POOLER, Ga. --
POOLER, Ga.--A U.S. Marine walks down the hallway of Bluffton High School, not as the school recruiter, but as an alumnus of class of 2021. Pfc. Alan Heyward, a native of Bluffton, South Carolina, has returned home to share his experience and knowledge about Marine Corps opportunities with friends and family while on Command Recruiting Program (CDR).
“I have always wanted to join the military for quite a while, and I thought the Marines would be my best option,” Heyward said. “The uniform really caught my eye at first; it drew me towards [the Marine Corps], and then I found out more that I wanted to be a part of, especially [their] discipline and how proud they are.”
Even as a junior at Bluffton High School, Heyward was eager and determined to become a Marine. He first met his recruiter, Staff Sgt. Diego E. Fernandez, while the Marines had a table setup at his high school. During the summer of 2020, Heyward was finally able to sit down and talk with his recruiter at Recruiting Sub Station Savannah, and soon after, Heyward enlisted into the Marine Corps. Heyward prepared himself for his first challenge as a Marine poolee, building himself physically, mentally and emotionally fit during his time in the Delayed Entry Program.
Fernandez described Heyward as being physically fit and having clear aspirations in life. Heyward displayed his drive and passion for becoming a Marine during pool functions, weekly physical training and his initial strength test. On August 30th, 2021, Heyward left for Marine Corps Recruit Depot Parris Island to begin his training.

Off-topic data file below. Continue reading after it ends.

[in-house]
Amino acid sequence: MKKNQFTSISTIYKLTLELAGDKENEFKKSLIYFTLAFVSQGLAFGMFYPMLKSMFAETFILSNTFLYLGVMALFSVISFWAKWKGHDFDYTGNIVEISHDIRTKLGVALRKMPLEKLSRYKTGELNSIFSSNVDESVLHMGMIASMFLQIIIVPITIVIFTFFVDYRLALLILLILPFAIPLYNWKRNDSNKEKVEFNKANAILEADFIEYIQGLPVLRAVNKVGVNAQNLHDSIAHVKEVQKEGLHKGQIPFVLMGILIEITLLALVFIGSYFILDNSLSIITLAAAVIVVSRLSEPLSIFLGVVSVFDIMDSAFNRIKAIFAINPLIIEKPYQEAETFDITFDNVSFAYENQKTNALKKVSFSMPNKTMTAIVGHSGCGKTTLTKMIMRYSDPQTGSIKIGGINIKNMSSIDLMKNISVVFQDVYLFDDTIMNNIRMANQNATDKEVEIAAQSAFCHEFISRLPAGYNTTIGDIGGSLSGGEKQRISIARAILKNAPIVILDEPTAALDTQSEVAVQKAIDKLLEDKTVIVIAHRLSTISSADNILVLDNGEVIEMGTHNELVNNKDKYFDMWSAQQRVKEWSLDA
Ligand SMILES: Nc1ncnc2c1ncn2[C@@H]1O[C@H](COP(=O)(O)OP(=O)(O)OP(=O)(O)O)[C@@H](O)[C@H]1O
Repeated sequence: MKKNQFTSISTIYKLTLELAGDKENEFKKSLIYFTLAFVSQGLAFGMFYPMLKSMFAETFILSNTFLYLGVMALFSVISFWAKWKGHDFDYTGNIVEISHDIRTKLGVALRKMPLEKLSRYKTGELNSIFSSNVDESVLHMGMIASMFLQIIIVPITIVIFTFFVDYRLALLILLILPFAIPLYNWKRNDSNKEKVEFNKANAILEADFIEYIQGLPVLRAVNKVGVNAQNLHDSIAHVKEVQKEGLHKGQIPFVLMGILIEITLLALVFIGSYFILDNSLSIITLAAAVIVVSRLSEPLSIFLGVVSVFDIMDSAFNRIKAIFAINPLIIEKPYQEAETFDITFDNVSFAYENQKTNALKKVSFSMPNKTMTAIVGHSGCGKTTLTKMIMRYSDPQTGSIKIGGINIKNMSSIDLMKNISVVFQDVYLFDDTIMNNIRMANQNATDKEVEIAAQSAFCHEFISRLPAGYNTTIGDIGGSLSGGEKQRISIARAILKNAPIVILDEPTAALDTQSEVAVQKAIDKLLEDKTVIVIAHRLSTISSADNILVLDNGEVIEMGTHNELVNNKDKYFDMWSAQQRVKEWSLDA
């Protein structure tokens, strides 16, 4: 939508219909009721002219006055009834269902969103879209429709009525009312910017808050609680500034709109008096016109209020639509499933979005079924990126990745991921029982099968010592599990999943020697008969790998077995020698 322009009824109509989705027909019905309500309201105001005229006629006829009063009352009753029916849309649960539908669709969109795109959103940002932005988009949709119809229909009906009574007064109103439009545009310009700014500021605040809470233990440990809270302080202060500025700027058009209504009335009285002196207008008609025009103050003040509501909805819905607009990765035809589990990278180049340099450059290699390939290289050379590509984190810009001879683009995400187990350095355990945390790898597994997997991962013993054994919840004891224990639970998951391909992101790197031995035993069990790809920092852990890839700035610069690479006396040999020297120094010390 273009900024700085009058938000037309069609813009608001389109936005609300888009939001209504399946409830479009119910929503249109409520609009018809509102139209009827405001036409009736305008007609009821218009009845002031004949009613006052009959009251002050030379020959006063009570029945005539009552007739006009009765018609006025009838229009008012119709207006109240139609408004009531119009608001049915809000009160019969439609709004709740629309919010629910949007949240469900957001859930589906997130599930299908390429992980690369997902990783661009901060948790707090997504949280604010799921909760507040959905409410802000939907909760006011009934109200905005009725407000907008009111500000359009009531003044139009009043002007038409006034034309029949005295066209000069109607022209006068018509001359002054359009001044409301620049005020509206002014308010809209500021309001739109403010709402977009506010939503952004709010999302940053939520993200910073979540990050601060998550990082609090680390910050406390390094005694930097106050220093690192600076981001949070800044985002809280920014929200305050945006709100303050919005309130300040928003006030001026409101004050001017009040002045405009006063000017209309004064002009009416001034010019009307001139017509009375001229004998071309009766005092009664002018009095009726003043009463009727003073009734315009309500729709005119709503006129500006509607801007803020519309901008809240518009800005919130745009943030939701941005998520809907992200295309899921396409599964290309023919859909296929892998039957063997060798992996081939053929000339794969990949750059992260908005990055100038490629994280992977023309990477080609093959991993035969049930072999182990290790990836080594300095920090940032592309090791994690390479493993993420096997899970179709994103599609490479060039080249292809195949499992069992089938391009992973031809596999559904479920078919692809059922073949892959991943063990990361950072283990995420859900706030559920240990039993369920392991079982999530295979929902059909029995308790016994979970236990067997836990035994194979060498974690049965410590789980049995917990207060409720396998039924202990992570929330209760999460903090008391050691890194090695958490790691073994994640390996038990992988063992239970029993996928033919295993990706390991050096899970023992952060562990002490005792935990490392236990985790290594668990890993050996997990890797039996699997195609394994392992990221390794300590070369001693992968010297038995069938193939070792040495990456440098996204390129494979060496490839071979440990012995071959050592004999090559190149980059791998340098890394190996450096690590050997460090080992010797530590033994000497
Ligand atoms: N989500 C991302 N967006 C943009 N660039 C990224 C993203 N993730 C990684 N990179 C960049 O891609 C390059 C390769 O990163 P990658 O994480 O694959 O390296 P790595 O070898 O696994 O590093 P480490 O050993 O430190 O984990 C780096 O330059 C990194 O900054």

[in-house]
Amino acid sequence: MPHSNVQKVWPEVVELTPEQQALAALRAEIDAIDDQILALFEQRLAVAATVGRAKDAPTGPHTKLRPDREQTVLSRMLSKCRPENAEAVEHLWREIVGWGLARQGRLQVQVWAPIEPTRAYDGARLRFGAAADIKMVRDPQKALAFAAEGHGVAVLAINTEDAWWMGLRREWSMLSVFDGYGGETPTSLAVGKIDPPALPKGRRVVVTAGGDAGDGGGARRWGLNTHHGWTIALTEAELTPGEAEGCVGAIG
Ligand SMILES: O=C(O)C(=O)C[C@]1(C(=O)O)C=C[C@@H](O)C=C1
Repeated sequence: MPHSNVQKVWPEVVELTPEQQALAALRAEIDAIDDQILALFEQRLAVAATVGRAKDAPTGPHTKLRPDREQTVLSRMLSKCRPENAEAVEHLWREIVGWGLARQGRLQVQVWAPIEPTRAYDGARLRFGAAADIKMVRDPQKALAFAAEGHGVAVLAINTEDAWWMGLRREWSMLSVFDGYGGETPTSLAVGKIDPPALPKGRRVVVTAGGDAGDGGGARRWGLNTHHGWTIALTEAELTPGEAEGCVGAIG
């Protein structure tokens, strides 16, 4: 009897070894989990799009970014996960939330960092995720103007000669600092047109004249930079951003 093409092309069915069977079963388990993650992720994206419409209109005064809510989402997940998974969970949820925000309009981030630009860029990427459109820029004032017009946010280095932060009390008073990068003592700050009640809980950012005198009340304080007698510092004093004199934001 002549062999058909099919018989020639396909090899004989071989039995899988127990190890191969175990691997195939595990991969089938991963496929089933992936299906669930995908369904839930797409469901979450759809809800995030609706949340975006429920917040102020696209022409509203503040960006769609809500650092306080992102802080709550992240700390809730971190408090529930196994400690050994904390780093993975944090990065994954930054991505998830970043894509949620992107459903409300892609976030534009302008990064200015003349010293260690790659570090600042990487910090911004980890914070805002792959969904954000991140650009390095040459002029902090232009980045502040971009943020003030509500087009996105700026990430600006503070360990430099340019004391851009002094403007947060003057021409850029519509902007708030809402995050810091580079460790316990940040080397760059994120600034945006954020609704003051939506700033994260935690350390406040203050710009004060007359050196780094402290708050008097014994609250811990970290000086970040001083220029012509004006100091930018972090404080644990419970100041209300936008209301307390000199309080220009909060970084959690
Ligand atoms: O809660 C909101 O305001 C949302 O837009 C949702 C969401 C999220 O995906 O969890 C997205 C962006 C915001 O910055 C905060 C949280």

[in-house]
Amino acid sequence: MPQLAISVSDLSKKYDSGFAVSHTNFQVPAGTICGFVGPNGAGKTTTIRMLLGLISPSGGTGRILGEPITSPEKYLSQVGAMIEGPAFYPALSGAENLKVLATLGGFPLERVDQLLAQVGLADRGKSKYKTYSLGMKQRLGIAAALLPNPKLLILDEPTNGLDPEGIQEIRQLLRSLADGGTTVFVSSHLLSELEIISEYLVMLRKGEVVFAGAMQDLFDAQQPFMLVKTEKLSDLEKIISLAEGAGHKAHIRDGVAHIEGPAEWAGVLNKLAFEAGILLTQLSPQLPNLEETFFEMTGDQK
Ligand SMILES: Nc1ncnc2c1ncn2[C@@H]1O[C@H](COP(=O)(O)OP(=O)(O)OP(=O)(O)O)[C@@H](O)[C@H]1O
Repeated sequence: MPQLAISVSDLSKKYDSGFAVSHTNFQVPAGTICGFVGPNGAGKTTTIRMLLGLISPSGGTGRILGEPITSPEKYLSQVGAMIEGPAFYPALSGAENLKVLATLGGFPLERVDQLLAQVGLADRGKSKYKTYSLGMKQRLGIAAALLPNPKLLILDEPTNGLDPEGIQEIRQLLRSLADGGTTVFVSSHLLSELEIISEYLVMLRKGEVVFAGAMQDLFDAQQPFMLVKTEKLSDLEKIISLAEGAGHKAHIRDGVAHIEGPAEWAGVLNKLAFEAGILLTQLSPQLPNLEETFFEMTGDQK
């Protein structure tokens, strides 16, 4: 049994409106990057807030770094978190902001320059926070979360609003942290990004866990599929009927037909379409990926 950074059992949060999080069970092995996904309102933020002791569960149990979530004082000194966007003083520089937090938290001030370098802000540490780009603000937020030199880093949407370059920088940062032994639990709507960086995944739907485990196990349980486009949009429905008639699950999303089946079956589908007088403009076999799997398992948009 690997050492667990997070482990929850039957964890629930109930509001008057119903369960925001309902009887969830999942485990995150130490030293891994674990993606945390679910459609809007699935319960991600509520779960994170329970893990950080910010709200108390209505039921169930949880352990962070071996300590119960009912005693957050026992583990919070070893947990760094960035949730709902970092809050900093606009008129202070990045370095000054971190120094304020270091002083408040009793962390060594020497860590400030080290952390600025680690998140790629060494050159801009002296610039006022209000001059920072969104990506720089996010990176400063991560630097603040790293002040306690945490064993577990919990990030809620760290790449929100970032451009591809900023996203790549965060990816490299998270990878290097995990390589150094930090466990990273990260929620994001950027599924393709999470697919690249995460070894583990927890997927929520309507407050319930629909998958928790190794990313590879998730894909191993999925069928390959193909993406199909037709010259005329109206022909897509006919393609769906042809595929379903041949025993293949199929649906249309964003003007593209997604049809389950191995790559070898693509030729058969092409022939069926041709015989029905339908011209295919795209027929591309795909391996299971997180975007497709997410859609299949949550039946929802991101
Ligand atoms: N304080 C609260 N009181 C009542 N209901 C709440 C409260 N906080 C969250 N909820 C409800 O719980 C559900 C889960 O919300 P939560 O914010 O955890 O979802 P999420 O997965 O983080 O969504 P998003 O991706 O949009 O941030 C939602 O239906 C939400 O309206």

“Boot camp was mentally challenging, but a good learning experience to build leadership skills,” said Heyward. “When you look back at everything you went through you kind off just laugh at everything that went on. An overall good experience for sure.”
Three months of character break down and later, build up, Heyward walked with his head held high after earning the title of U.S. Marine, graduating from Lima Company, 3rd Recruit Training Battalion, on November 24th, 2021. These Marines were granted 10 days of boot leave after it had been halted due to the COVID-19 pandemic.
Heyward returned home and enjoyed his leave by spending time with his family and close friends over Thanksgiving and holiday festivities. He also paid his old instructors and teachers a visit at his alma mater with a new sense of purpose and pride. The Marine Corps helped him build self-confidence, as well as make improvements in other areas of his life.
After his 10 day boot leave ended, Heyward was temporarily assigned to RSS Savannah as part of CDR. Marines can apply to a specific program depending on their status: after boot camp graduation; prior to reporting to the School of Infantry; during annual leave or in liberty status; among other programs requested through their chain of command. Once approved, the Marines are allowed to return to their hometowns to work alongside recruiters in the local area and also spend time with family and loved ones. Heyward visited high schools and displayed his transformation from a civilian to a Marine.
“He needed to break out of his shell, but the Marine Corps helped him with that,” Fernandez said. “He started meeting new people; he felt a lot more comfortable around the other poolees, and he started developing friendships. In the end, he became a Marine.”
Depending on the referrals Heyward provides to RSS Savannah, he could be eligible for meritorious promotion to Lance Corporal. Heyward completes his CDR assignment on January 3rd, 2022, when he is slated to attend Marine Corps SOI-East and continue onto his military occupational specialty as a Security Force Guard.